PrEP and targeted intervention strategies effective in high risk adolescent sexual minority males
Pre-exposure prophylaxis (PrEP) along with targeted implementation strategies have the potential to significantly reduce HIV incidence among high risk, adolescent sexual minority males (ASMM), according to a recent study developed by the University of Washington and Emory University. ASMM are males 18 years of age or younger who identify as gay or bisexual or are sexually active with other males.
ASMM have significant HIV risk and in 2015, made up 80 percent of the youth who were newly infected with HIV. The research team developed an agent-based network model of HIV transmission to measure the impact and efficiency of PrEP uptake, estimate HIV incidence for 10 years and compare epidemic outcomes.
The model utilized cohorts of 13 to18-year-old ASMM and data from youth behavioral surveys and a recent demonstration project of PrEP among ASMM. Results from the model suggest that PrEP initiation can have a major impact on the reduction of HIV incidence among adolescents, especially in high incidence settings.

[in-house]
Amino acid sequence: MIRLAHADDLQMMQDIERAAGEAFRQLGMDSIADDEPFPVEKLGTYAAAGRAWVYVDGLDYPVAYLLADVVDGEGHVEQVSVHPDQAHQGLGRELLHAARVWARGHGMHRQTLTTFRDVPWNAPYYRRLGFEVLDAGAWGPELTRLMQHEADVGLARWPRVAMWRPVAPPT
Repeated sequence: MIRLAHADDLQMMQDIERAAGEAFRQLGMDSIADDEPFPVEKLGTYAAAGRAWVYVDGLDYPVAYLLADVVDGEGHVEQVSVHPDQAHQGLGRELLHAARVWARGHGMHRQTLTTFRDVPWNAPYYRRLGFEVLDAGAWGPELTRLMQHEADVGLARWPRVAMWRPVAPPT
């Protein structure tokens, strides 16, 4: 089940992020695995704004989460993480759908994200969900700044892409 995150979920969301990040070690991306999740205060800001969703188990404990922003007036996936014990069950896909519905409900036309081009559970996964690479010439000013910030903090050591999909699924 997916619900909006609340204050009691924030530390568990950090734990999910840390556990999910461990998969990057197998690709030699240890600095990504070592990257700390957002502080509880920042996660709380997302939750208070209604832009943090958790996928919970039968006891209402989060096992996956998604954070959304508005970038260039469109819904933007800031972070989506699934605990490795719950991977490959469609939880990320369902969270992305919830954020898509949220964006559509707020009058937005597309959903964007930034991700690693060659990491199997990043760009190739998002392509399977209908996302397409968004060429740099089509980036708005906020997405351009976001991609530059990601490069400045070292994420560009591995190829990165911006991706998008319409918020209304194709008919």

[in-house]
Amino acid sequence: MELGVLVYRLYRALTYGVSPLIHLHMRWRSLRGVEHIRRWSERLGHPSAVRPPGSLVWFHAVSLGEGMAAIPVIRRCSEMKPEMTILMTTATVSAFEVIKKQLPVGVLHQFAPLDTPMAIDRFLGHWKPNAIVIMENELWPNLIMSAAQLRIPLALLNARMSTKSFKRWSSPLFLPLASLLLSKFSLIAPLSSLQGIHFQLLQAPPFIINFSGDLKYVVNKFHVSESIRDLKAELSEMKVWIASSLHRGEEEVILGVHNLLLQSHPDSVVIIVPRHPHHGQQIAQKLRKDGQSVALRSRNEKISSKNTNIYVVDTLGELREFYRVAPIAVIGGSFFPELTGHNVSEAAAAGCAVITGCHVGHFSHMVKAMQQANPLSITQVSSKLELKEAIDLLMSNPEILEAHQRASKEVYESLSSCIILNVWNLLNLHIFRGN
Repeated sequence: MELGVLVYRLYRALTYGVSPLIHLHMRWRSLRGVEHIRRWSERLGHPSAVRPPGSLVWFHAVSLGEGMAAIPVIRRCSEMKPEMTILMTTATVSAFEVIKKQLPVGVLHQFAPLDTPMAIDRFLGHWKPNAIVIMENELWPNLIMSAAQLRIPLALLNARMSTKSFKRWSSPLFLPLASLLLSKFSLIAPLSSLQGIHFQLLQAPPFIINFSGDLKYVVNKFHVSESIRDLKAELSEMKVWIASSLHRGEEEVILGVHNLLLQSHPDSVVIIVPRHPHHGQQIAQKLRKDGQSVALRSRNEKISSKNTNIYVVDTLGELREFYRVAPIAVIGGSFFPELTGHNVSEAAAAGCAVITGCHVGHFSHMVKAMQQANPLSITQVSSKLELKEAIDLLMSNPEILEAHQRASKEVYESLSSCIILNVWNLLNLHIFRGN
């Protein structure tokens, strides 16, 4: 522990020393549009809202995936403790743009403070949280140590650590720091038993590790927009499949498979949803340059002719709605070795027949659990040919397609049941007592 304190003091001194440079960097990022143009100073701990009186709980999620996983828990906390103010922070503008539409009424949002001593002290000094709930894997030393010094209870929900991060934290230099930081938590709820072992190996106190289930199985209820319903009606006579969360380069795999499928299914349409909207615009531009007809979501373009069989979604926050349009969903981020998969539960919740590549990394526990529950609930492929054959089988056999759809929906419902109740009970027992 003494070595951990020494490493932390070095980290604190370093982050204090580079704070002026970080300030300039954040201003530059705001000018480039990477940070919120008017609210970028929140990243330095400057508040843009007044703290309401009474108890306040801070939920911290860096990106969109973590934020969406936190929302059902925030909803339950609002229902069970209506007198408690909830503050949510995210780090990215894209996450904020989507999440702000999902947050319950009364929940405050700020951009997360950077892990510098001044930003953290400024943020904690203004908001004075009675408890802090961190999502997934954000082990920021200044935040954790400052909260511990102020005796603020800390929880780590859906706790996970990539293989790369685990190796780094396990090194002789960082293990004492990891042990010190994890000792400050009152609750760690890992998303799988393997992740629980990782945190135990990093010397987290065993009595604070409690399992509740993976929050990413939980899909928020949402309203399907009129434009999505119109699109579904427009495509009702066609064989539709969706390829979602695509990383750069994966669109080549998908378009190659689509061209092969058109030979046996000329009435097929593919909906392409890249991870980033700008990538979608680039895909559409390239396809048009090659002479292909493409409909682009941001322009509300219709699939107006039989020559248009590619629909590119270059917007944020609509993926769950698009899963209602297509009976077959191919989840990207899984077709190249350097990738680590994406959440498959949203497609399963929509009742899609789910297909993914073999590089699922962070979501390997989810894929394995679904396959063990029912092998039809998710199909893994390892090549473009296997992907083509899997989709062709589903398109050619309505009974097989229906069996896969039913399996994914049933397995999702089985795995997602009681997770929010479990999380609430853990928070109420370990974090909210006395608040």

"We know that enrolling ASMM in PrEP will be challenging, so we considered different possible strategies. We found that having providers ask adolescent males just a single question about their sexual health once a year from ages 16 to 18 could be both a feasible and efficient way to reach this community," says study author Steven Goodreau.
Complete findings are available in the Journal of Adolescent Health.
More information: Steven M. Goodreau et al. Targeting Human Immunodeficiency Virus Pre-Exposure Prophylaxis to Adolescent Sexual Minority Males in Higher Prevalence Areas of the United States: A Modeling Study, Journal of Adolescent Health (2017). DOI: 10.1016/j.jadohealth.2017.09.023